Obama wins a second term
First of all – sorry for the delay in this post. Partly, it was deliberate; I wanted to take some time to collect my thoughts a couple of weeks after the election result, once all the immediate emotion and impact of the victory had drained away, and partly, I got swept up a bit in everyday life following the free time not being an all-consuming politico created.
Not to sound smug, but for 2% in Florida, I got my prediction spot on. Looks like Nate Silver and the model of analysing collective over singular polls will be with us for quite a while yet. The first thing to draw from the election result is that, as Rachel Maddow says, “doing math” works. Political instinct – the arbiter of the old guard, the indistinct wisdom political hacks and seasoned reporters point toward when trying to explain their views on the election, has given way to the science of the states – the aggregation of collective polling and the mathematical realities of the ground. From the unpredictability associated with the 2000 campaign, from now on a new rule is likely to hold sway – that if the polls say it is so, then it’s damned likely they’re telling the truth, and new, smarter pollsters such as Silver are likely to have a much more influential role going forward. This is likely to have quite a few consequences.
First of all, the more these models’ veracity is proven by continued success, the less fun it becomes. Now we know the 2012 race was not really at all that unpredictable, it seems a lot less interesting in hindsight then it did at the time. Now Silver’s model has been proven twice in a row, the influence of his polling increases. If, in 2016, it demonstrates a clear advantage either way, then it is likely to leave election speculation more muted then it is today – and that is likely to have a poor effect, eventually, on democratic engagement. If polls seem immovable, then it is likely people won’t show up to try to move them.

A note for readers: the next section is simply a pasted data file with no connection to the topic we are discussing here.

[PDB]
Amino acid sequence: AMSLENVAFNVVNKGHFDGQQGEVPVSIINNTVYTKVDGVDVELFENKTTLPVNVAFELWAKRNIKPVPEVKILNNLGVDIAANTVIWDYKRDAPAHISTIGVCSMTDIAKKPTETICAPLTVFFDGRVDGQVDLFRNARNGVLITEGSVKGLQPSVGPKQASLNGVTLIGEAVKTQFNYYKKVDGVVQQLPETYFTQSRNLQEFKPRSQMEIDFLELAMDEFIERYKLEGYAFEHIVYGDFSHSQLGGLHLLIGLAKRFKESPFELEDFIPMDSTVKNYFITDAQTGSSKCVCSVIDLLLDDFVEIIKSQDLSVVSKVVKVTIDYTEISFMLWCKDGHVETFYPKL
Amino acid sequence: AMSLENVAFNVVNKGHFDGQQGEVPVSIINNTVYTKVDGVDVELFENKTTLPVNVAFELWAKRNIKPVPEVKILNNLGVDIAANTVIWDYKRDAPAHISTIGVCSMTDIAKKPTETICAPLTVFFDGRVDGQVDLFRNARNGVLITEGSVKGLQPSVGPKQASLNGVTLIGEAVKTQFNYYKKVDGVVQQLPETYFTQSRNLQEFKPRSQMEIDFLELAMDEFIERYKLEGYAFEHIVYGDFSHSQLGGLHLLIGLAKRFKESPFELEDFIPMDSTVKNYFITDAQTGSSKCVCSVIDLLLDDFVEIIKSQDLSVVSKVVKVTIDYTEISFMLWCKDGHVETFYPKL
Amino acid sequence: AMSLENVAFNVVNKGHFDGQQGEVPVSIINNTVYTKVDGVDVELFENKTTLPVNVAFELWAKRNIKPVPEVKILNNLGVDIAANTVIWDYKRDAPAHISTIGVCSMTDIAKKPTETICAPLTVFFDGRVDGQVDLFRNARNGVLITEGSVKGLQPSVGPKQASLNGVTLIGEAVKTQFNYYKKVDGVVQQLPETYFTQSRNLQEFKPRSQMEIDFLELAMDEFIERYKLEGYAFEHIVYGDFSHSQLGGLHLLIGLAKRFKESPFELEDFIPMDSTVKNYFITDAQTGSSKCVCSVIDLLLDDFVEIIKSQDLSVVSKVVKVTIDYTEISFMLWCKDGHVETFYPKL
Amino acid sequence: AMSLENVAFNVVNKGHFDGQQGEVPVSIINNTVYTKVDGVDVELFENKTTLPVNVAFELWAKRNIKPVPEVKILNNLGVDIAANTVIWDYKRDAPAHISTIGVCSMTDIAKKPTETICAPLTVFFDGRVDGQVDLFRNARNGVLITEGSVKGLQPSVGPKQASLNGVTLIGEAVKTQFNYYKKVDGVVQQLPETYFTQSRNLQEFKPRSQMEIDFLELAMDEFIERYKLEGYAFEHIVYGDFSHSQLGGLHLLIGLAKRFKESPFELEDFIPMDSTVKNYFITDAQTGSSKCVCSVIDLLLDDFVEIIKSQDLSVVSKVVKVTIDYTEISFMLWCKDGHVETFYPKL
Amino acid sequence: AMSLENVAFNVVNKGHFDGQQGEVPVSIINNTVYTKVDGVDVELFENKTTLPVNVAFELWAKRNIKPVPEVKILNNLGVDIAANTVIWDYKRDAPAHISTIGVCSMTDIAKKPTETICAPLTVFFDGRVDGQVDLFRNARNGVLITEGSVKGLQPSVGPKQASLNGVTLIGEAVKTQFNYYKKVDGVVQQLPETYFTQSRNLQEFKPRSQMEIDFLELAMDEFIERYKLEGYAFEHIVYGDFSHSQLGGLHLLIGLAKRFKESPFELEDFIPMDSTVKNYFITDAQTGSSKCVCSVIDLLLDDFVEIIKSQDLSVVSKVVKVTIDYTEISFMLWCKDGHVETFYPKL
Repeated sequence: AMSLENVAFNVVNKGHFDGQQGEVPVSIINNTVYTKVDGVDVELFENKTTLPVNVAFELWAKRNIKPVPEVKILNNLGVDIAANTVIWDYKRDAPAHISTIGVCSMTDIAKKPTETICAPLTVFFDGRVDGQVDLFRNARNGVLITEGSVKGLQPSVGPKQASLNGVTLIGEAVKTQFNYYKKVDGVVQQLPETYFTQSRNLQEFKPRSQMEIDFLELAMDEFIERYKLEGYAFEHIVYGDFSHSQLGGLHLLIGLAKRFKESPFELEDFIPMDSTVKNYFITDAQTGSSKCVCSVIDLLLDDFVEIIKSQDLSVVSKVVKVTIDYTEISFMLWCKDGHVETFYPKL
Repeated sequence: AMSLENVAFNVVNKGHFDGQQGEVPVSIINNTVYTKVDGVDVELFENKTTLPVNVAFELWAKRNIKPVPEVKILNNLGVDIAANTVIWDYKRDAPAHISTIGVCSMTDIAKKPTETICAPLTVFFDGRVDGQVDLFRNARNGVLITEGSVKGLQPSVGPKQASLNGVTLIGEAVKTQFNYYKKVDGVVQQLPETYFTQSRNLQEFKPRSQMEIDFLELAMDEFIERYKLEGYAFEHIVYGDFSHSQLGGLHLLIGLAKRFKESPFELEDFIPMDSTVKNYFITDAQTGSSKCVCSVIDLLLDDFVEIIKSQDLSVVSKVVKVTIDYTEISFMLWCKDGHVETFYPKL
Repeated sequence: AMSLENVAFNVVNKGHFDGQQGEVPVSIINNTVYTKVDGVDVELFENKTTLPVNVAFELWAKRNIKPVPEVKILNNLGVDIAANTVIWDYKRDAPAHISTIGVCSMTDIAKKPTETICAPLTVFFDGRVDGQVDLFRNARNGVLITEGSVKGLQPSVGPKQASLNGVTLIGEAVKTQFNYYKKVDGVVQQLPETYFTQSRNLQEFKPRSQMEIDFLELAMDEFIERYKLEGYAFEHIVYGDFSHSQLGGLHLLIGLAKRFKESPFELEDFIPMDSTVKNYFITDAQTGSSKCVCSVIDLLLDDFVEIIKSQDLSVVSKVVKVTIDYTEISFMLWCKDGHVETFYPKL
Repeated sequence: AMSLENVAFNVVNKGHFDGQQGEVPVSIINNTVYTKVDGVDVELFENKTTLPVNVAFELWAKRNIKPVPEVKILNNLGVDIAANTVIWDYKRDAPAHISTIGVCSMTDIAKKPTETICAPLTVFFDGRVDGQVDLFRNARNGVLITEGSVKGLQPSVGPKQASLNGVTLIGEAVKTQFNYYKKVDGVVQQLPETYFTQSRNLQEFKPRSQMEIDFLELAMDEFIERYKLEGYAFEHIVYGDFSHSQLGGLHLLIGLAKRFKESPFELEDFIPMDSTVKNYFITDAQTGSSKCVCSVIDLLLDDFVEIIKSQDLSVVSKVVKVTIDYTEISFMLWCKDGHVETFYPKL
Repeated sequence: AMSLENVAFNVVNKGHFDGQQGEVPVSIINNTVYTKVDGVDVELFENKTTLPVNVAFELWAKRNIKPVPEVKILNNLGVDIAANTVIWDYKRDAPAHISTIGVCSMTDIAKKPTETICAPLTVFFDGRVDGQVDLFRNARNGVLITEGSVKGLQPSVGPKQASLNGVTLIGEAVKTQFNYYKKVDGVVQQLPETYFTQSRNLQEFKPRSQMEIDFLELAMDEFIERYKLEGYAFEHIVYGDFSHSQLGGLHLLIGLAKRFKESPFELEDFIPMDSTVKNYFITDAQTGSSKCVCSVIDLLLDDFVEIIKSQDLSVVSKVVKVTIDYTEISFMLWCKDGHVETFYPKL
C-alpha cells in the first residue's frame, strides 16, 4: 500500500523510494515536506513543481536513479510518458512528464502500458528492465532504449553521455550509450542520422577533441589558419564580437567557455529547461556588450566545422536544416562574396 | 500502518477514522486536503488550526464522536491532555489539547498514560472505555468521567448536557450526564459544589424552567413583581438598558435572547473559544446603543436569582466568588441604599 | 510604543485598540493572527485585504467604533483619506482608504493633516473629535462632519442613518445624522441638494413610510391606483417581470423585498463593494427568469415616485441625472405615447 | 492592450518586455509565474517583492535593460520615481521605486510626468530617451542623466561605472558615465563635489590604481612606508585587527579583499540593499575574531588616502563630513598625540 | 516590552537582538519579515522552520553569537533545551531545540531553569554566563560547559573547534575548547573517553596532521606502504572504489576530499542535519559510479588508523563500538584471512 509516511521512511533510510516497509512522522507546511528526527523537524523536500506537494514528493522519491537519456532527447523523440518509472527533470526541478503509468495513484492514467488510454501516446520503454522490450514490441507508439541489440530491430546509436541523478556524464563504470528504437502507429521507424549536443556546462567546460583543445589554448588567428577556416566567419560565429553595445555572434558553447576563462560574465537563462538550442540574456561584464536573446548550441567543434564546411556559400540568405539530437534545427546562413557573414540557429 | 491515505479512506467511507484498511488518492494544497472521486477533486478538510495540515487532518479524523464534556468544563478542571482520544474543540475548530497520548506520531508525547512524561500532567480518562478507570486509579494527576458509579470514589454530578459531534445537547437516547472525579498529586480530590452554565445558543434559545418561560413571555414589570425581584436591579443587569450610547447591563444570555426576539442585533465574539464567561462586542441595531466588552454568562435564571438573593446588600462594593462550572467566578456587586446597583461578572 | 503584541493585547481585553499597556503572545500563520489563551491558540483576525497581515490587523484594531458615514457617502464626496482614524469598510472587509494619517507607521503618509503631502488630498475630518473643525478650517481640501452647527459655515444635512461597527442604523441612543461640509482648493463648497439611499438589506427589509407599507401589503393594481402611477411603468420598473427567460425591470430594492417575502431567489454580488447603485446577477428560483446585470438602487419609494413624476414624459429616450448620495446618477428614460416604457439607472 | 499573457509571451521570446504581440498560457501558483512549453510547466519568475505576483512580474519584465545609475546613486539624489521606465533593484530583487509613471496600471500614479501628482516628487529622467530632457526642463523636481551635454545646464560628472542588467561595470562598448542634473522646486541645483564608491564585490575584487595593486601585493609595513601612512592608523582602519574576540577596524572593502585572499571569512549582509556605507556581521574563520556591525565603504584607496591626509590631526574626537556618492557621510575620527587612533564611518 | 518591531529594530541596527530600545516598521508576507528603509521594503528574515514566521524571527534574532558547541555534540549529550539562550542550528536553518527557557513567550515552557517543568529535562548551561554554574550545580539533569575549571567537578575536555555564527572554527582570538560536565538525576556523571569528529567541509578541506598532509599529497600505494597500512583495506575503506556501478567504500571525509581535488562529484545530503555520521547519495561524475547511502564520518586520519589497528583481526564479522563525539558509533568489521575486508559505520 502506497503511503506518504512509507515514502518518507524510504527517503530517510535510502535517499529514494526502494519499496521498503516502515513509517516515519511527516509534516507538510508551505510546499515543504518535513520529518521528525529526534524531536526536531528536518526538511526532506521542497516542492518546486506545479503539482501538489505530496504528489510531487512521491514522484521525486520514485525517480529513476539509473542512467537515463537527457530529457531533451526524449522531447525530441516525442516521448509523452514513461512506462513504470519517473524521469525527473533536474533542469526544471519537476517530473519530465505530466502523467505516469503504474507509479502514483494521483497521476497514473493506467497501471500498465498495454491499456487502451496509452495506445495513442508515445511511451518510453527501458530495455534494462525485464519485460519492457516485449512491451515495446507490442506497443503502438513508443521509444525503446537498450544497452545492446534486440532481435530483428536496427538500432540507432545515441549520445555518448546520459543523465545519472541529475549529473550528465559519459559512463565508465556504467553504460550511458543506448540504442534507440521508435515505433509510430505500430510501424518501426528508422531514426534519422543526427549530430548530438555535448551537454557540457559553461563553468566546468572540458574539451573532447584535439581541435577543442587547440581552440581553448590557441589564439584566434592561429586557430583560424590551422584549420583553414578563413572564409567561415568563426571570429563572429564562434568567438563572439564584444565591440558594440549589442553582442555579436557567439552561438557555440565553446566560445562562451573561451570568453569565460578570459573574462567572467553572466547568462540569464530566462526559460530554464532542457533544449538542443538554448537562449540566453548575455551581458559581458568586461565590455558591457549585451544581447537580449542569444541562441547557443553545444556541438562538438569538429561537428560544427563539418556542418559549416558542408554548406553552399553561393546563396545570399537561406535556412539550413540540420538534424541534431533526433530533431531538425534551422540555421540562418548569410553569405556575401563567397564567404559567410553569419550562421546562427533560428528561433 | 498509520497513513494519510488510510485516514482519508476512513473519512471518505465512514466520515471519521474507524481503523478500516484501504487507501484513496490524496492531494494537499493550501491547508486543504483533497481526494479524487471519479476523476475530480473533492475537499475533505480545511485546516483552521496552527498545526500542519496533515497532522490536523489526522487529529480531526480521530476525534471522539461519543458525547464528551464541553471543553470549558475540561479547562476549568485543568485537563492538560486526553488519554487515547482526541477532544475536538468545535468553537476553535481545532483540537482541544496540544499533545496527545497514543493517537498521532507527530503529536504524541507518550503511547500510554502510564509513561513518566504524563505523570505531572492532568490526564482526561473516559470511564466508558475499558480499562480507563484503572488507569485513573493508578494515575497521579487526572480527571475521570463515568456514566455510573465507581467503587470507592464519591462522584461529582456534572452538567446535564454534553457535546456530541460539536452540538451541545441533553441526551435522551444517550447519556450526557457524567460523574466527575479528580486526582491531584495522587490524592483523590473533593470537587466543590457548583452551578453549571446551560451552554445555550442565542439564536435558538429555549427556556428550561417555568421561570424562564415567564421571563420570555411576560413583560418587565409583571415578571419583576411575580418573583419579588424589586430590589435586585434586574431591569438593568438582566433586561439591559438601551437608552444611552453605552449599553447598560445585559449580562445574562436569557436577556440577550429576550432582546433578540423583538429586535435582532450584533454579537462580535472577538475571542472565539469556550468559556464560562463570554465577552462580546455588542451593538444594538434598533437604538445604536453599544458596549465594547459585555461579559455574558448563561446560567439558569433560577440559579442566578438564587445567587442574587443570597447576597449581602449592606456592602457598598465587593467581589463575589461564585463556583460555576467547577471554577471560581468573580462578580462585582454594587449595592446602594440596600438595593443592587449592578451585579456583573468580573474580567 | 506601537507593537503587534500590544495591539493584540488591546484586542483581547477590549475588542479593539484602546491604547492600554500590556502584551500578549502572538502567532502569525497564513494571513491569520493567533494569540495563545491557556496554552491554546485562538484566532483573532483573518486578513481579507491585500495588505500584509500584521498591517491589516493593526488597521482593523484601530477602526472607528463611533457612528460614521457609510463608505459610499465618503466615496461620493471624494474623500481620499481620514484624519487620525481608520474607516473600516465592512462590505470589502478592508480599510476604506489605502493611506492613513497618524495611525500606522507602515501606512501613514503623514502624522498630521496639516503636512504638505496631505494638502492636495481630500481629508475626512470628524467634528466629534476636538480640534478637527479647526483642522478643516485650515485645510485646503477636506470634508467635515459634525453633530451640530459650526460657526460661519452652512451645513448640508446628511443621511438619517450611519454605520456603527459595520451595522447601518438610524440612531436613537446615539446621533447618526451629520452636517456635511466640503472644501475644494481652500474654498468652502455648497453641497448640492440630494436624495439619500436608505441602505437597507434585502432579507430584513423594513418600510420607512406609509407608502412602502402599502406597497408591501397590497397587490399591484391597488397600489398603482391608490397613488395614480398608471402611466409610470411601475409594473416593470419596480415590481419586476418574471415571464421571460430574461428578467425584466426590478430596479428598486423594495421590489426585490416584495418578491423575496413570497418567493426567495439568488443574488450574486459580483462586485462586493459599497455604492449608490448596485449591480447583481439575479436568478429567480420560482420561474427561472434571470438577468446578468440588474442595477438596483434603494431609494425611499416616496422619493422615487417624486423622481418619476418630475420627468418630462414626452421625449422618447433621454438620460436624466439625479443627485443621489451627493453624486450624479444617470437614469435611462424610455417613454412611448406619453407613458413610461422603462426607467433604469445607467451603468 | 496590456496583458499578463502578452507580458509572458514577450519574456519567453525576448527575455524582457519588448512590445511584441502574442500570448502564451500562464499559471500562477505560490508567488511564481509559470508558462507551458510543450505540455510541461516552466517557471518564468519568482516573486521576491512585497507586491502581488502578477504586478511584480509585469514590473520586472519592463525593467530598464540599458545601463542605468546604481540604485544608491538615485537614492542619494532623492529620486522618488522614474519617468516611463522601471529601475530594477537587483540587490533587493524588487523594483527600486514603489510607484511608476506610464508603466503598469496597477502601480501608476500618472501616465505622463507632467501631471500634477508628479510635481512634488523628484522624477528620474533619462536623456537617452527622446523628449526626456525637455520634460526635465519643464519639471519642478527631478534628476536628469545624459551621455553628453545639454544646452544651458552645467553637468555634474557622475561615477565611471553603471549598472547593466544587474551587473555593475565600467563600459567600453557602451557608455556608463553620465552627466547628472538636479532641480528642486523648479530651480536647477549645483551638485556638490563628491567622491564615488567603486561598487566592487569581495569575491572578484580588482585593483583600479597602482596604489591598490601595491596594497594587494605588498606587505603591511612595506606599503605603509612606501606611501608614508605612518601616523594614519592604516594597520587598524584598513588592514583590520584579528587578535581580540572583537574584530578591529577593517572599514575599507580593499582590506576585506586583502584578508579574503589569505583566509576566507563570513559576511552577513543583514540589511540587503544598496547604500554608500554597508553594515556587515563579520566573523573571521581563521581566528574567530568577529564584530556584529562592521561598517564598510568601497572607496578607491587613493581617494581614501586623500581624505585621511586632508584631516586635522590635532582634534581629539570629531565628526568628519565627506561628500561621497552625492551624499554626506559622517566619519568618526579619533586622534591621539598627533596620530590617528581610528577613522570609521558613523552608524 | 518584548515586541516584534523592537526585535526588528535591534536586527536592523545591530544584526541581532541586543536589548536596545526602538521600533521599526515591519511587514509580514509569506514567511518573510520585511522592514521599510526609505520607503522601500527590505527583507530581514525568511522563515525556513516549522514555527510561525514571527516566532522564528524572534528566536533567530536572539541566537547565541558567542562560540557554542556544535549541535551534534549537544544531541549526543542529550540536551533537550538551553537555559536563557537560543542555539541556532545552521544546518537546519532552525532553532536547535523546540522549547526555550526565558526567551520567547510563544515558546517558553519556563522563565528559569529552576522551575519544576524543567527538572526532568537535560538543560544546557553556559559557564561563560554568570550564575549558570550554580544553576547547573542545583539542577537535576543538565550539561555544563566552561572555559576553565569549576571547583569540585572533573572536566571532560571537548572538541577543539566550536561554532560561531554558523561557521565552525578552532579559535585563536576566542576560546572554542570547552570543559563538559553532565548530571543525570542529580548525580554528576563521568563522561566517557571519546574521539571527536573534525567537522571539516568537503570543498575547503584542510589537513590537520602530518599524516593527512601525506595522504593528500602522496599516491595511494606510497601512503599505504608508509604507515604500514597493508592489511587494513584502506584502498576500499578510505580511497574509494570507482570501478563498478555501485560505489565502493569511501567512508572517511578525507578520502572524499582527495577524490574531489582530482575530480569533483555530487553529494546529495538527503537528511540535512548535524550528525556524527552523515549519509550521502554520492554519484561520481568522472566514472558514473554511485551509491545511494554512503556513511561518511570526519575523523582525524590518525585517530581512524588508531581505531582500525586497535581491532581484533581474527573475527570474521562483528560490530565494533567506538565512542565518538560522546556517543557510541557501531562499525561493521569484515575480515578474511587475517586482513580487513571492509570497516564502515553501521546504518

Secondly, it disproportionately gives power to the pollsters. Whilst the rallying cry for the GOP against Silver was accusations of a liberal bias, which was subsequently proven false by the math, there is an element that now Silver has re-asserted his credibility, his and similar models could be used to create either bandwagon - the momentum seems to go with one challenger and so the public jump on board – or boomerang – the public see a surge for one candidate and so vote for the underdog – effects in the future. The following is a hunch, and has no basis in anything other than that messiest of arbiters, instinct – but I suspect the American public won’t like their elections pre-determined, and that at some point in upcoming elections, a massive boomerang effect will occur. Might take years, decades even, but it will.
That’s the polls. Now for the politics.
Simply put: the election result is a massive vindication of President Obama, a slight victory for the Democratic Party, a warning for the Republicans – but not quite the end of the world for them it’s being portrayed as.
A vindication for the President
From birth in Hawaii, to journeys across Indonesia as a child and Kenya as an adult, from corporate worker to community organiser, to lawyer to politician, Barack Obama’s life has been extraordinary. He has achieved, throughout his first term, many things that have eluded previous Presidencies; the passing of universal healthcare; which is now likely here to stay; the assassination of Osama bin Laden; two Supreme Court appointments; a slight reduction in unemployment and economic stabilisation (to a point); the ending of the War in Iraq and drawing down of US involvement in Afghanistan; the beginning of female pay equality and the end of “Don’t ask, Don’t tell”, and he has done so with, poise, elegance, unmatchable rhetorical ability and persuasion, and has restored credibility to his office. He has not been perfect; poor management of the debt ceiling fiasco led to his country’s credit rating being downgraded, and he has failed to tackle climate change seriously as well as only making superficial headway on immigration – something he hopes to correct in term two – but often this has been in the face of Republican intransigence. Whilst congress’ approval lies in the doldrums, President Obama has once again convinced a majority of the American people that they trust him to get the job done when it comes to what is best for the country. I personally believe this is down to the record and excellence of the candidate – I do not think any democrat could have won this election. President Obama can quite rightly feel this victory as a personal vindication of his public service.